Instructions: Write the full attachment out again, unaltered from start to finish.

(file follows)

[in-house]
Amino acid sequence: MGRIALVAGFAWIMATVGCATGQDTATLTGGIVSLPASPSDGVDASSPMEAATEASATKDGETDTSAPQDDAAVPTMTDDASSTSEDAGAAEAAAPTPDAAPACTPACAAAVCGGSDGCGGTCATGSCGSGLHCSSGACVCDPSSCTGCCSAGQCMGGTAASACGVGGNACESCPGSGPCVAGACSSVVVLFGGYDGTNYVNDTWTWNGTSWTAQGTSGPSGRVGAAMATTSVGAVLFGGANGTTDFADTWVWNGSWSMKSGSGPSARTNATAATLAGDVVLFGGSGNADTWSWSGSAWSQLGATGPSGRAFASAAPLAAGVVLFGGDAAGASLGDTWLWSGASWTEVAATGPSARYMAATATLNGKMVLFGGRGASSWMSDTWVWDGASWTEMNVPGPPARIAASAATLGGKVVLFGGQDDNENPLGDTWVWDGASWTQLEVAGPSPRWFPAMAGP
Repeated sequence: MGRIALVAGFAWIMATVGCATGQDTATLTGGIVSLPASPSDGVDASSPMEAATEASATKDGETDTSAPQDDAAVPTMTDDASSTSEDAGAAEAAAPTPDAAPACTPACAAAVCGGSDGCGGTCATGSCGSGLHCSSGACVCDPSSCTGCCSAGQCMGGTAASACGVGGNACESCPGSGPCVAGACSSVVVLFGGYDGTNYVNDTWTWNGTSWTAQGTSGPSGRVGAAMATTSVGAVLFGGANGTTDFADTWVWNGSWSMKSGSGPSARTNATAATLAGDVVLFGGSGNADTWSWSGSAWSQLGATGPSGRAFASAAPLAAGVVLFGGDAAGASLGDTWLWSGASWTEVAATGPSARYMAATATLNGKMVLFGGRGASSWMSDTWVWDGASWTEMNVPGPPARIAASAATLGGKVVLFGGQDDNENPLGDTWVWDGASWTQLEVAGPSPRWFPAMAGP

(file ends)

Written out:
[in-house]
Amino acid sequence: MGRIALVAGFAWIMATVGCATGQDTATLTGGIVSLPASPSDGVDASSPMEAATEASATKDGETDTSAPQDDAAVPTMTDDASSTSEDAGAAEAAAPTPDAAPACTPACAAAVCGGSDGCGGTCATGSCGSGLHCSSGACVCDPSSCTGCCSAGQCMGGTAASACGVGGNACESCPGSGPCVAGACSSVVVLFGGYDGTNYVNDTWTWNGTSWTAQGTSGPSGRVGAAMATTSVGAVLFGGANGTTDFADTWVWNGSWSMKSGSGPSARTNATAATLAGDVVLFGGSGNADTWSWSGSAWSQLGATGPSGRAFASAAPLAAGVVLFGGDAAGASLGDTWLWSGASWTEVAATGPSARYMAATATLNGKMVLFGGRGASSWMSDTWVWDGASWTEMNVPGPPARIAASAATLGGKVVLFGGQDDNENPLGDTWVWDGASWTQLEVAGPSPRWFPAMAGP
Repeated sequence: MGRIALVAGFAWIMATVGCATGQDTATLTGGIVSLPASPSDGVDASSPMEAATEASATKDGETDTSAPQDDAAVPTMTDDASSTSEDAGAAEAAAPTPDAAPACTPACAAAVCGGSDGCGGTCATGSCGSGLHCSSGACVCDPSSCTGCCSAGQCMGGTAASACGVGGNACESCPGSGPCVAGACSSVVVLFGGYDGTNYVNDTWTWNGTSWTAQGTSGPSGRVGAAMATTSVGAVLFGGANGTTDFADTWVWNGSWSMKSGSGPSARTNATAATLAGDVVLFGGSGNADTWSWSGSAWSQLGATGPSGRAFASAAPLAAGVVLFGGDAAGASLGDTWLWSGASWTEVAATGPSARYMAATATLNGKMVLFGGRGASSWMSDTWVWDGASWTEMNVPGPPARIAASAATLGGKVVLFGGQDDNENPLGDTWVWDGASWTQLEVAGPSPRWFPAMAGP